- Korean Grand Prix
Korea vows to solve problems for 2011
Organisers of Sunday's inaugural Korean Grand Prix have vowed to put on a better show in 2011.
"There are a lot of things to work on," admitted Chung Yung-cho, chief executive of the promoter KAVO.
Following the horror stories in the media of the past weeks and months, the F1 paddock in general was surprisingly impressed with the facilities, layout and welcome at Yeongam. But a lack of affordable accommodation for mechanics and reporters meant many of them stayed in what became known as 'love hotels', while those at the circuit grappled with internet and utility connection problems.
The circuit itself was tinkered with by FIA officials throughout the weekend, local roads struggled to cope with lines of cars whose occupants missed the start of Sunday's race and then parked in sodden carparks, and some ticket holders were directed to other vantage-points when their grandstands proved unready.
"We'll do our best to correct these flaws and be perfectly ready for next year," Chung is quoted by the Yonhap news agency.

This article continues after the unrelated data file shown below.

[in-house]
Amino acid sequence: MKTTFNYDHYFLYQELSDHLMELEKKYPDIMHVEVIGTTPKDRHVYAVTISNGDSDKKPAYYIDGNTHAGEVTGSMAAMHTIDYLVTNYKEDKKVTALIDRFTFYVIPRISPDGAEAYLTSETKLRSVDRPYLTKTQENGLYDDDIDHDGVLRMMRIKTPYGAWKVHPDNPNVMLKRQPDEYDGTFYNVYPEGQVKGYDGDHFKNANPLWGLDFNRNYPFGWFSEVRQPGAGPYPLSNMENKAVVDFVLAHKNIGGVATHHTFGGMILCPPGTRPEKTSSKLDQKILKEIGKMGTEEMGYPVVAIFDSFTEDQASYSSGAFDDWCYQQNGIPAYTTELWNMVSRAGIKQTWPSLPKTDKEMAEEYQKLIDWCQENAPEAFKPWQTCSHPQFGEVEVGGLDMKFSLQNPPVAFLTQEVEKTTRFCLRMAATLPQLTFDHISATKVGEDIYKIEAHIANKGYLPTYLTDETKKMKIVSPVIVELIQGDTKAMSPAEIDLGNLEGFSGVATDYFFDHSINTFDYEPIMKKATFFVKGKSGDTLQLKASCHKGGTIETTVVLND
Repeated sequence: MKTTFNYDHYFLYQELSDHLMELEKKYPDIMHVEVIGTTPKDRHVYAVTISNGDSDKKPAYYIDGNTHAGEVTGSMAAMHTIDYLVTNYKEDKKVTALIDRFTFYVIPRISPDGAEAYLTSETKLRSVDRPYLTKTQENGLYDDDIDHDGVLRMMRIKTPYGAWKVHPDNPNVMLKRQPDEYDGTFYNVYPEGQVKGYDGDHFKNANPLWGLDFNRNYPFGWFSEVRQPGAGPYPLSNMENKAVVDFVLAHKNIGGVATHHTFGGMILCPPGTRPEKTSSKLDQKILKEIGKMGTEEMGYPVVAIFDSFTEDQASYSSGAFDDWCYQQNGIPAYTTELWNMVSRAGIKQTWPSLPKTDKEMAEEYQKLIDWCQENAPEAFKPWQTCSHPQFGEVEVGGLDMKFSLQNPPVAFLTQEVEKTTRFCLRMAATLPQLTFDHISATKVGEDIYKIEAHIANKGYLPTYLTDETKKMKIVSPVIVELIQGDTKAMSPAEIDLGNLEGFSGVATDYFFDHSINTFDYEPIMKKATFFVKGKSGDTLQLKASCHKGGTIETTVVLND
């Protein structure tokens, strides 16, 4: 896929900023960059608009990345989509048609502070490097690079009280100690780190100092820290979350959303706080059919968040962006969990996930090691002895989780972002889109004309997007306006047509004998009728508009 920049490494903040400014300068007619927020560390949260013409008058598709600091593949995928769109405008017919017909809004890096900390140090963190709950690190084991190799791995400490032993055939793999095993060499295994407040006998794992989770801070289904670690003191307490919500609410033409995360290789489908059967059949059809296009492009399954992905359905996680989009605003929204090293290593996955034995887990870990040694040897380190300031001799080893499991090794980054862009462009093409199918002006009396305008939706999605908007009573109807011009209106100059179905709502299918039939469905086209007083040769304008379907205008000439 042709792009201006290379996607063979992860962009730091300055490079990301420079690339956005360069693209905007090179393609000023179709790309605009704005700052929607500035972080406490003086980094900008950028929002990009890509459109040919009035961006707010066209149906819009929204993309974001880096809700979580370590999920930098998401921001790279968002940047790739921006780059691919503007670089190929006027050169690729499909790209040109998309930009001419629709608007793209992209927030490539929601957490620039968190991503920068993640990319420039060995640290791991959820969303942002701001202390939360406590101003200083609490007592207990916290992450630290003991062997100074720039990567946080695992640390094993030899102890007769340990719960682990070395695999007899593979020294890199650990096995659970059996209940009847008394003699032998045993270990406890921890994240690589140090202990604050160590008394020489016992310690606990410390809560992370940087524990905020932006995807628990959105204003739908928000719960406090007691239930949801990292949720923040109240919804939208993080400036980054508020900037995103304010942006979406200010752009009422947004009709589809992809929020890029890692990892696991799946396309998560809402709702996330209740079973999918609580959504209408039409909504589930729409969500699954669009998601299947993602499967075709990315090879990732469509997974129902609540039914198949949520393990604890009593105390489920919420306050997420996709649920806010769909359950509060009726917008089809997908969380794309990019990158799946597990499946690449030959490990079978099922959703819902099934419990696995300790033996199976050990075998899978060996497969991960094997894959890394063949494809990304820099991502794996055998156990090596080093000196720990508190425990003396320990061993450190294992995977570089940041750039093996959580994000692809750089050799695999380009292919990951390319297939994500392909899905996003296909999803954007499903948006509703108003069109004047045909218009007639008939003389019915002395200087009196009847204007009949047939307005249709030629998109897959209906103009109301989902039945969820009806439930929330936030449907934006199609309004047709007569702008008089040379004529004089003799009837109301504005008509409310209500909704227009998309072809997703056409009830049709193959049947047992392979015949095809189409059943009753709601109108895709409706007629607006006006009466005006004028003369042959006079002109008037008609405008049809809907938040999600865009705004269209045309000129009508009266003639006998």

FIA president Jean Todt, who attended the event, told the JoongAng Daily: "It is easy to be very critical in this situation. I think that the essentials are an admiration for all the work which has been done. I feel that problems will definitely be solved in the future."
The organisers are also keen to have some home-bred representation on the Formula One grid in the future.
"This is something we really must have; a [Korean] team and a driver in formula one," Chung Yung-cho told Reuters.
He said there is already work going on "behind the scenes", and said KAVO - a joint private venture involving the Jeollanam-do regional government - is ready to help.
"Let's not be afraid that we might fall short," he said. "If anyone finds they are just short of what they need, we'll help.
An industry official last week said Seoul-based Hyundai - the world's fifth largest carmaker - is "simply not interested in Formula One", while the electronics giant LG is already involved as a sponsor.